Some of you may be wondering, what is gesso coated paper? The simple answer is: watercolour paper that has been painted with gesso prior to being painted with watercolours.
Gesso is a kind of primer. Acrylic and oil painters use acrylic and true gesso, respectively, to prime canvases or wood before they paint on them. Basically, it creates a toothed surface which is not absorbent and which the paint binds well to. For the watercolourist, however, the paint is not bound, and it can be manipulated more than once, as it remains on the surface (not soaked into the paper) and soluble. It provides both challenges and new freedom of expression, especially because the paint can be wiped off almost as easily as it is applied. Once you are done, a spray finish is used to bind the paint to the surface, and it is framed like a traditional watercolour.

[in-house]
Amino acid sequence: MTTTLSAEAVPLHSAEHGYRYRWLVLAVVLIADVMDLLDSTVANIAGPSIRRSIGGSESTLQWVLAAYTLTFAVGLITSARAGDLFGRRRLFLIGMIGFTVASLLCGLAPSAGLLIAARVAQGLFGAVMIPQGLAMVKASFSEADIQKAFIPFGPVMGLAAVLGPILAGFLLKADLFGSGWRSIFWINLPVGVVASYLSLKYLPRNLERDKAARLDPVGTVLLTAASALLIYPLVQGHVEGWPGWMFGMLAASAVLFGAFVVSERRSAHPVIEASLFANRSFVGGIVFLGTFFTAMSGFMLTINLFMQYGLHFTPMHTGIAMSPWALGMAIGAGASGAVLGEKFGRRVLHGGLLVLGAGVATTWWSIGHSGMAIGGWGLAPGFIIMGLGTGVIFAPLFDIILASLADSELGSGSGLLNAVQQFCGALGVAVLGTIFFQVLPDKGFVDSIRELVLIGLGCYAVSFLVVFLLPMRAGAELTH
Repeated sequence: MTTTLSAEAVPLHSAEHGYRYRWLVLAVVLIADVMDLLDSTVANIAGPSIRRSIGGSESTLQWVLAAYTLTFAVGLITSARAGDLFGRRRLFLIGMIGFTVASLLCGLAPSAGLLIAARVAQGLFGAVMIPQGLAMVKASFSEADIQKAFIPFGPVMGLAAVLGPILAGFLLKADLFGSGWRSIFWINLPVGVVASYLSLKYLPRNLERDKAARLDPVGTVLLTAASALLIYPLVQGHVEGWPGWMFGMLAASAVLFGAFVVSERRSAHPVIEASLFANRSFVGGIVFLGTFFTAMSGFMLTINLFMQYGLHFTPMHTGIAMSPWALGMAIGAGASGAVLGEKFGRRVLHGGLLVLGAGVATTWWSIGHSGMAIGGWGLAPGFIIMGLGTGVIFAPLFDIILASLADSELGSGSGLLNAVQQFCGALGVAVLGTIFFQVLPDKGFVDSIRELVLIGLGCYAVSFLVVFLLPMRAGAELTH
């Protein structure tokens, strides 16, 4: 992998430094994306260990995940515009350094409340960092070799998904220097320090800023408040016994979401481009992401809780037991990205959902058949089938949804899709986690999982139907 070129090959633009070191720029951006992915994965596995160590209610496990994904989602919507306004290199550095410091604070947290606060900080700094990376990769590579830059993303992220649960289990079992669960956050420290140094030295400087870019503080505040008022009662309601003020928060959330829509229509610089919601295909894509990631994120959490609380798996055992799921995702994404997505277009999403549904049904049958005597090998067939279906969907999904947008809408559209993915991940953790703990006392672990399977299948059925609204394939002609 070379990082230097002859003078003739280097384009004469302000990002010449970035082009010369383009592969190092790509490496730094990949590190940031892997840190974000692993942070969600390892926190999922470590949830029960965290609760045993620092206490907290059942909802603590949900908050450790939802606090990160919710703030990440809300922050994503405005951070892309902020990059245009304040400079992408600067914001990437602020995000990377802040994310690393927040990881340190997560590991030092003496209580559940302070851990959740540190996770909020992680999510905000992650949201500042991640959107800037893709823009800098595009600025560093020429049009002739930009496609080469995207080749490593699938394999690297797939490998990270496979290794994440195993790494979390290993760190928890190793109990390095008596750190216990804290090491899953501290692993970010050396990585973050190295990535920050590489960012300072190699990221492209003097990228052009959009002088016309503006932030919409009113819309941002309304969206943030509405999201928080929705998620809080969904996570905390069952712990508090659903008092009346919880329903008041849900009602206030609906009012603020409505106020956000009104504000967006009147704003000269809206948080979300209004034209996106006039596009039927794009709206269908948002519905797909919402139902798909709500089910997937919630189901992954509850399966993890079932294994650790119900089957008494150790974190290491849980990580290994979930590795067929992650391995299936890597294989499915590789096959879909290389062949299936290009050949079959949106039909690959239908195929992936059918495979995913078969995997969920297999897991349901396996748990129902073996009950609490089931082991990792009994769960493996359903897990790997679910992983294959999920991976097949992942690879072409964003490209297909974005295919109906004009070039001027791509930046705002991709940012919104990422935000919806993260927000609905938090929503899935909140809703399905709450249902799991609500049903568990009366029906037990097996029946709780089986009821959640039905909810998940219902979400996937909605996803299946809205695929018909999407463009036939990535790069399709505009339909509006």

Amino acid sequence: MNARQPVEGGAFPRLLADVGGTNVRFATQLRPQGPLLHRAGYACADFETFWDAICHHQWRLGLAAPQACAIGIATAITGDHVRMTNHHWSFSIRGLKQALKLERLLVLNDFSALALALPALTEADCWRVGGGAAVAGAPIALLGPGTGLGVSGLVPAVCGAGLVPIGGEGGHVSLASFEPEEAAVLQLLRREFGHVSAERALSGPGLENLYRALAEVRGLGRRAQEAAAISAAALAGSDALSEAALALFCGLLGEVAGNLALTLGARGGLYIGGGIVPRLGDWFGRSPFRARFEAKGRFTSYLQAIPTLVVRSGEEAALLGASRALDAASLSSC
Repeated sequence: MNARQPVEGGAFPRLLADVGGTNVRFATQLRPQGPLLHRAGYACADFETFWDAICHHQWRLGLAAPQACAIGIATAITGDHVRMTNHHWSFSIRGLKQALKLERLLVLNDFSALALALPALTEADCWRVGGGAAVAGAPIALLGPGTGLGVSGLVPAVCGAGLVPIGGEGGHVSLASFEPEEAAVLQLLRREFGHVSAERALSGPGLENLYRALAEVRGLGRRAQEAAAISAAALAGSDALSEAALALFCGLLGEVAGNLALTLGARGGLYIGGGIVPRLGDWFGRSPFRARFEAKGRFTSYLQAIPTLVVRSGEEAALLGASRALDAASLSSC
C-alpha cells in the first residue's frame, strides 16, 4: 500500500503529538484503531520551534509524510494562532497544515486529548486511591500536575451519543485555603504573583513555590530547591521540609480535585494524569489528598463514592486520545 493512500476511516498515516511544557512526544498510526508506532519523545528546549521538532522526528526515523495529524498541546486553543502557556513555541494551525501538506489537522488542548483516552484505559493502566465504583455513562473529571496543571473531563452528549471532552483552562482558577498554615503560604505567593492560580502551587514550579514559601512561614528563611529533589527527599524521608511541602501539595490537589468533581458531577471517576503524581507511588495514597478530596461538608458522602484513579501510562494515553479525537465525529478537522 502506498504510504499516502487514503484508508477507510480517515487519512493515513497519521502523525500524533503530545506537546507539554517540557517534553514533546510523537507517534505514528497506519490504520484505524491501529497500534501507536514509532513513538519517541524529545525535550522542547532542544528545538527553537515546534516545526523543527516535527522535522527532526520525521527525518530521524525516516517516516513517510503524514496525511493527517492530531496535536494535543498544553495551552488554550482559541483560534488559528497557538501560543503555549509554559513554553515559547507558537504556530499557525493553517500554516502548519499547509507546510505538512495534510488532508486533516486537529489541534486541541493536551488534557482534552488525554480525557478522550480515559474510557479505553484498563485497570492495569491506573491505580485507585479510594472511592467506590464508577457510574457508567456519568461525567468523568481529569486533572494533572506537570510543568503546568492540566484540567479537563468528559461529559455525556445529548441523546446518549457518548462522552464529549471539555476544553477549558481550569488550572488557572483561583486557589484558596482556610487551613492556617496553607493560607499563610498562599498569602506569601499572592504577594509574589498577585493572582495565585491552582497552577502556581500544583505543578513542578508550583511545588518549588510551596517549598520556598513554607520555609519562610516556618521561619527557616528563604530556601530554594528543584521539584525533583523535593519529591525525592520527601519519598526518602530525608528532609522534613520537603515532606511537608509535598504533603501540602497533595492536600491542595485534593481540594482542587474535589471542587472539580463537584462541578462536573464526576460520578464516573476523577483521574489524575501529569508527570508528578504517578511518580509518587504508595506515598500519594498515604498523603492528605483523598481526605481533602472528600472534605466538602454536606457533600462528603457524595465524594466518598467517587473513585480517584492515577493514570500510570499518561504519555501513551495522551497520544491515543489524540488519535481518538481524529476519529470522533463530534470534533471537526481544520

I learned the use of this medium in 2004 during a week-long workshop taught by Don Getz (AWS), when I was an active signature member of the Saint Louis Watercolor Society. Roughly a third to a half of my paintings are now done on gesso coated paper, as it provides an alternative for achieving certain images and keeps my creativity refreshed. I will be teaching a day-long workshop or two on this in the new year. There is more to know!!